data for the simulation of oil and water flow in a later stage. Is the
volumetric calculation based on the minimum and maximum
geostatic realisations of the porosity and which case is used?
Were uncertainties considered in the sensitivity analysis? Are
there test results available, comprising MDT evaluation, DST
results and PVT data. How is the exploitation concept described?
How is dynamic modelling used with calculated reserves and
expected production profiles?

The main reservoirs in the field (Mishrif and Yamama) are


carbonates with limited aquifer support. If the structure is flat and
the aquifer is far away from the main oil volume in Mishrif and
Yamama, that means no indication of an active aquifer. All these
causes necessitate foreseeing pressure maintenance with water
injection using a part of the produced water (if any) from separate
fields or treated sea water. Gas injection in my opinion is not an
alternative because Iraq needs gas for domestic consumers.

Production Profile

The production profile from ExxonMobil’s bid is for a plateau 2.325


MM bbl/d. The production profile from Peter Wells is 1 MM bbl/d
and from myself 1.5 MM bbl/d. The last two profiles provide stable
production profile plateaux for a long period. My point of view for

339
Petroleum Fiscal Systems and Contracts

example is to choose a production profile with different scenarios


as follows:

Production Profile Example for West Qurna 1, with


Recoverable Reserves 10.2 bn bbl and Decline Rate between 5
and 7%, Recovery factor approx. 45 to 50%
2

1.8

1.6

1.4

1.2

b/d
1

0.8

0.6

0.4

0.2

0
1 3 5 7 9 11 13 15 17 19 21 23 25 27 29 31
years

Figure 11.4 Production profile example for West Qurna 1

340
Petroleum Fiscal Systems and Contracts

Figure 11.5 Comparison of Bid and Peter Wells' estimates of most


likely production profile for West Qurna 1

The objective of optimising reservoir management is to reach a


high and stable production rate in a short time and maintain this
for a long period. There are no long term benefits to reaching a
peak in seven years of production and then going into a decline.
Good reservoir management means advancing (accelerating)
production, increasing plateau rate, extending plateau life,
arresting (flattening) decline rate and finally enhancing post-
plateau production. The proposed possible production profile from
ExxonMobil illustrated in Figure 2 is not optimal. Middle East
OPEC oil fields have been developed with very conservative
production profiles – typically with a plateau rate (b/d) to reserves
(MM barrels) ratio of 50-80. This approach has advantages in
providing stable long term revenues, a long production life of the
field and a slow unfolding of reservoir problems. A plateau rate of
2.325mn b/d for West Qurna 1, even with reserves of 8.6, 15 and
25 bn barrels, represents plateau/reserves ratios of more than
270, 150 and 93 – comparable with many large non-OPEC oil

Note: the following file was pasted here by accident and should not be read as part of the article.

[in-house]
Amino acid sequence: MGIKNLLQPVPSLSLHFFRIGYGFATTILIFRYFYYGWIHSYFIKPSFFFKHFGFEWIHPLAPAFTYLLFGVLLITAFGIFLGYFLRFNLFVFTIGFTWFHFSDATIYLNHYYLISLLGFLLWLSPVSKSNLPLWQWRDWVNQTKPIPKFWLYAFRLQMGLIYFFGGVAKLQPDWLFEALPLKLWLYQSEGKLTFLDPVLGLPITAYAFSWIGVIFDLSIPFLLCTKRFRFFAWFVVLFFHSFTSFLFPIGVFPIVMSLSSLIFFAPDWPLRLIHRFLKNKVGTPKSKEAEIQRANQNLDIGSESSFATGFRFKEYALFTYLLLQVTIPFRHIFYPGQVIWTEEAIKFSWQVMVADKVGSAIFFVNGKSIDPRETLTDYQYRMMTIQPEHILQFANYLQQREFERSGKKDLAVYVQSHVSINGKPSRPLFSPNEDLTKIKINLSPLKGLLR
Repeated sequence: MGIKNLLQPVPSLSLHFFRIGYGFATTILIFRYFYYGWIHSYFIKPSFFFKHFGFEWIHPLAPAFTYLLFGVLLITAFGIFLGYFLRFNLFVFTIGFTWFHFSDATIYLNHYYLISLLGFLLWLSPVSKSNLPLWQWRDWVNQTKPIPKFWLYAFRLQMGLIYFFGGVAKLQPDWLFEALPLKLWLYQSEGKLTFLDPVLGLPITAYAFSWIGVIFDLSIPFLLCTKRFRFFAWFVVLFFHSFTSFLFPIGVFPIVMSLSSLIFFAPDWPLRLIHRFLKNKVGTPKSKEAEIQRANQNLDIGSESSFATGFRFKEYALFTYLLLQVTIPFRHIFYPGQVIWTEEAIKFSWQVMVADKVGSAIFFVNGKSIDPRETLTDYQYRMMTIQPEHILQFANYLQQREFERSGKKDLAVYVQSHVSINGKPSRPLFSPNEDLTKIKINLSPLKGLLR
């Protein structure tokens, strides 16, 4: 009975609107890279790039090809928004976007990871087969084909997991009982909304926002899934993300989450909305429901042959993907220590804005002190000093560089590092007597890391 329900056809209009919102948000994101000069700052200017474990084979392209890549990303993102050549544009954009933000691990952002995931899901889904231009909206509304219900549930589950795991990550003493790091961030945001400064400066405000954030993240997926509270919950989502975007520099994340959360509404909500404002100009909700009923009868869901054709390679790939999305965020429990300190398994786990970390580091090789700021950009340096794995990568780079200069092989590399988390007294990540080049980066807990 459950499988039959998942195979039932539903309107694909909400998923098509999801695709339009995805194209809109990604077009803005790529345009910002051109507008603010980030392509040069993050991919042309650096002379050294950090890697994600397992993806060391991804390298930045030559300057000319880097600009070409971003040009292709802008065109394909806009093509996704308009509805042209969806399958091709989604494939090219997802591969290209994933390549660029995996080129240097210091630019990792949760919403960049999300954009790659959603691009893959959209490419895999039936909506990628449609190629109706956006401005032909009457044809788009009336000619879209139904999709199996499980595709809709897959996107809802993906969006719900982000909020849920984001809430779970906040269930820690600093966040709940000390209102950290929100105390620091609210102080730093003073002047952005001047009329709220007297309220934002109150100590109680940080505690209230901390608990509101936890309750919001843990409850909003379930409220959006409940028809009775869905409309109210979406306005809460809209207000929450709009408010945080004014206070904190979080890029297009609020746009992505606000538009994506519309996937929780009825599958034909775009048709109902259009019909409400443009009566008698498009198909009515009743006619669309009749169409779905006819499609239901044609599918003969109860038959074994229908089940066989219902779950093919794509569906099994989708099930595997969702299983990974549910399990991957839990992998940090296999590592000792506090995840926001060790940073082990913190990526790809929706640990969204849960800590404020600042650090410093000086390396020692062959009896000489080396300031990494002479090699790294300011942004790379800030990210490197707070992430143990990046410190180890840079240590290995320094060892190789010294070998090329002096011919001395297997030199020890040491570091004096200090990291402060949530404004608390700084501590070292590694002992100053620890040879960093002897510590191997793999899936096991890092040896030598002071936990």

fields such as Forties in the UK North Sea. The recovery factor of
60% and the decline rate of 13% in comparison with other fields
worldwide are high. Here I agree with this point in the report.

341
Petroleum Fiscal Systems and Contracts

OPEC and Global Oil Supply-Demand

Addressing the World Petroleum Congress in Johannesburg,


Minister Ali Al-Na'imi on September 27, 2005, said Saudi
Aramco's oil output capacity of 15 MM bbl/d could be reached
before 2012. Na'imi then said Saudi oil reserves were
conservatively estimated. Using state-of-the-art technology, he
said, Saudi Aramco will "soon be able to boost our proved oil
reserves by 200 bn barrels" to more than 464 bn barrels. From
this announced ambition, there is no expectation for Iraq to boost
its production in the near future.

Figure 11.6 below illustrates how Iraqi oil production was not
stable over the years of war, sanctions and political turbulence.
Even in the period of democratic Iraq, there was still insufficient
regulation and laws to regulate the oil and gas wealth especially in
the main Iraq region. The Arab Gulf states in comparison are
politically stable and plan exploration and production of oil and
gas. Iraq needs to start a huge rebuilding process of the country.
Therefore, it does not need to wait for OPEC members to allow
space to produce more oil. The development oil and gas fields in
Iraq are very important.

342
Petroleum Fiscal Systems and Contracts

Figure 11.6 Iraqi crude oil production

The call on OPEC for Iraq’s oil production only rises above 2007
levels after 2014 and reaches some 42mn b/d in 2022. But there
are other world oil estimations which illustrate the demand for oil
in 2010, 2011, 2012 etc. reaching higher levels than expected.
Should the priority be to rise with Iraqi economics after long
sanctions and wars or that Iraq should respect the Oil Quote by
OPEC? And who should leave space to the other, the producer of
6-10-15 MM bbl/d or Iraq? I believe it is in the interest of all OPEC
countries to leave space for Iraq rather than an uneven
development of oil prices.

Plateau Rate Not Needed – Yet

Peter Wells’ report argues that the high plateau rate is neither
optimal, nor possible, nor necessary for Iraq. I think before any
discussion, we should look at why Iraq needs the high plateau
rate. Is the high production rate good for Iraqi economics? Is the

343
Petroleum Fiscal Systems and Contracts

high production good for the reconstruction of Iraq? Will the high
revenue help Iraqi people at this time? Is there political profit for